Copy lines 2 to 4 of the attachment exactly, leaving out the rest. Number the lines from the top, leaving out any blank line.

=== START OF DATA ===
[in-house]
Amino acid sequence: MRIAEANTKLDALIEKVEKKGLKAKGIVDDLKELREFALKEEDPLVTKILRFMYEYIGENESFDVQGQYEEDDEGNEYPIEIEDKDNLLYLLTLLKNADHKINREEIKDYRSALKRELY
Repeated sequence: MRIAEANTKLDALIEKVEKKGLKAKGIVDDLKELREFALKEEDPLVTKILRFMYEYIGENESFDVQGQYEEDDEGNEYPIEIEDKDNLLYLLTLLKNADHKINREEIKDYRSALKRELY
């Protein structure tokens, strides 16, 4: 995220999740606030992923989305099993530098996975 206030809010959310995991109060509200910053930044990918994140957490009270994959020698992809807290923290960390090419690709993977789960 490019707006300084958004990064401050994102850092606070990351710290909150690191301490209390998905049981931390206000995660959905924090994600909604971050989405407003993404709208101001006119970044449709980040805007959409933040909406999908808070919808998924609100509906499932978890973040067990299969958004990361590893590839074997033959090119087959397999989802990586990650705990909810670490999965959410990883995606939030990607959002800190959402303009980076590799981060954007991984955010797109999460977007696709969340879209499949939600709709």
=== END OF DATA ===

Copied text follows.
Amino acid sequence: MRIAEANTKLDALIEKVEKKGLKAKGIVDDLKELREFALKEEDPLVTKILRFMYEYIGENESFDVQGQYEEDDEGNEYPIEIEDKDNLLYLLTLLKNADHKINREEIKDYRSALKRELY
Repeated sequence: MRIAEANTKLDALIEKVEKKGLKAKGIVDDLKELREFALKEEDPLVTKILRFMYEYIGENESFDVQGQYEEDDEGNEYPIEIEDKDNLLYLLTLLKNADHKINREEIKDYRSALKRELY
């Protein structure tokens, strides 16, 4: 995220999740606030992923989305099993530098996975 206030809010959310995991109060509200910053930044990918994140957490009270994959020698992809807290923290960390090419690709993977789960 490019707006300084958004990064401050994102850092606070990351710290909150690191301490209390998905049981931390206000995660959905924090994600909604971050989405407003993404709208101001006119970044449709980040805007959409933040909406999908808070919808998924609100509906499932978890973040067990299969958004990361590893590839074997033959090119087959397999989802990586990650705990909810670490999965959410990883995606939030990607959002800190959402303009980076590799981060954007991984955010797109999460977007696709969340879209499949939600709709």